I love reading old sermons and booklets. Sometimes it is tempting to just stand up on Sunday morning and read the words of these wise saints from long ago. After reading Calvin, Spurgeon, Pink and many others from bygone eras, it crosses my mind that I really have little to share. Before you write me concerned about my psyche, I fully realize that God uses various people in multiple ways to speak to their generation, so no fears; I am not suffering from some inferiority complex. However, I do wonder if we have lost something over the centuries in the depth of what we share.
This morning while reading a J. C. Ryle’s (1816-1900) excerpt from a sermon entitled, What it costs to be a Christian, I came across these thoughts:
“There must be no separate truce with any special sin that he loves.”
“He and his sin must quarrel if he and God are to be friends.”
Just soak in those two sentences for a while. How many times have we made a special truce with our favorite sin? We are willing to expose, repent of, and even confess to others some of our sins, but we hold back on that one sin we really enjoy. We proclaim that we want to be totally free, yet in our hearts, we know we are still stroking that one sin we cling to. We have made a special truce with it. We boldly shout, “Death to all of my sin,” yet we have made a back room deal with that one no one knows about.
We will not be completely free until we declare war on every sin. Making a secret agreement with our self will not do. We really are only fooling an audience of one. In fact, we really are not even fooling our self. We know, and we know that God knows, what really is going on behind the veil of our words. We have made a truce with a foe we should be battling. Defeat is guaranteed when we shake hands with our sin instead of crucifying it.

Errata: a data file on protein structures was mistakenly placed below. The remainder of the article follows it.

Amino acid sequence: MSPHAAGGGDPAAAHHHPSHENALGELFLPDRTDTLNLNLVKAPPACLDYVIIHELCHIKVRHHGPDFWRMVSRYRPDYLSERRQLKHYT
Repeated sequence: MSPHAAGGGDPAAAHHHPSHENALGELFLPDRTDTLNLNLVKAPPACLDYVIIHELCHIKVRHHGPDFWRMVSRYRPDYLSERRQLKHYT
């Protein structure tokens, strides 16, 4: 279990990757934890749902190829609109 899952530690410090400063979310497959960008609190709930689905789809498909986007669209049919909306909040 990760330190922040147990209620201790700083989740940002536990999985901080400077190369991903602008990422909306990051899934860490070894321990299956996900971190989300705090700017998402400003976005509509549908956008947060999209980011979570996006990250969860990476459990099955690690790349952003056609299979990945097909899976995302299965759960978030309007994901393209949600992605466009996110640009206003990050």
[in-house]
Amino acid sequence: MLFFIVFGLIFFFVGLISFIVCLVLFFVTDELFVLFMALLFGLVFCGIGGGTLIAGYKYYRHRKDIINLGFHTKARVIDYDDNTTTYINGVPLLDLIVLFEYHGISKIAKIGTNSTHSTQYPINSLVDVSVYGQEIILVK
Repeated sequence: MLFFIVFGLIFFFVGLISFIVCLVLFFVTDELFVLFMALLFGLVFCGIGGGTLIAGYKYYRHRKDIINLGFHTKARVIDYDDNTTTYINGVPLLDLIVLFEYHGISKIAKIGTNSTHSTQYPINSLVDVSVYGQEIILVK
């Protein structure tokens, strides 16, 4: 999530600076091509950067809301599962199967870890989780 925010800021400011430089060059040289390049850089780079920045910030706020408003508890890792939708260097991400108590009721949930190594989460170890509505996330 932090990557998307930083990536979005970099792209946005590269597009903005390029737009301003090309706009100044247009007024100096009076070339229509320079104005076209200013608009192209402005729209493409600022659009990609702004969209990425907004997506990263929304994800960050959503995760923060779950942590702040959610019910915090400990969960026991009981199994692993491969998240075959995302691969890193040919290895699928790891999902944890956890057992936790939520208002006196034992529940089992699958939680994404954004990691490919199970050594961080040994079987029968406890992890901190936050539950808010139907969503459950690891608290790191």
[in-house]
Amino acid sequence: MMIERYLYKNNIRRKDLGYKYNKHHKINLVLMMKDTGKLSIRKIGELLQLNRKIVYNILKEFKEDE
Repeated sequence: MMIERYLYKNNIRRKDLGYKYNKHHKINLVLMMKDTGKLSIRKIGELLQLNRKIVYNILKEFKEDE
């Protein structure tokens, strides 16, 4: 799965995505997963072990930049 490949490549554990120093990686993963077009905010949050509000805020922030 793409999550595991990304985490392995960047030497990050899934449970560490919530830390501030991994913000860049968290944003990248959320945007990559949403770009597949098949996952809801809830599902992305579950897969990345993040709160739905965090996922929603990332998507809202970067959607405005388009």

How about the second quote? It seems that we are destined to fight with someone or something. Ryle states it clearly, yet powerfully. If we refuse to fight with our sin, we will fight against God. Our friendship with God cannot grow if we harbor a friendship with our sin. We must choose for we cannot serve two masters. Friendship with the world means hostility to God, so says James, and it seems we really cannot be friends with sin and God at the same time either. I pray we choose wisely.
In the same short message, Ryle adds this jewel while discussing the cost of discipleship:
“In attending to these things, (guarding one’s behavior) he may come far short of perfection; but there is none of them that he can safely neglect.”
Another excellent thought to ponder. Just because we will not achieve perfection does not mean we gain a license to neglect or fail. I wonder how many modern believers understand this, beginning with me. It seems that we sometimes act like since we cannot achieve perfection, we might as well not even try to live a holy, pure, godly life. Can we safely neglect the disciplines of Christianity because we are not perfect and live under grace? I do not believe Ryle would say so, nor many other older, wiser saints. Grace is not an excuse to sin but includes the empowerment for holy living. When we confuse these two points, we are close to abusing the best gift we ever received.
Let me stop today with this thought – In our busy world we still must allow time for contemplation. I am not sure if there is a smart phone app for this yet, but there probably will be shortly. “Download this free app to think deeply in less time than you ever imagined.” (For all you entrepreneur types out there, that is a gold mine waiting to be developed.) We know we should spend more time thinking, praying, contemplating before the Lord, but we want an easier way to do so. To paraphrase Ryle, we may come short of perfection but we cannot safely ignore or neglect these matters for long.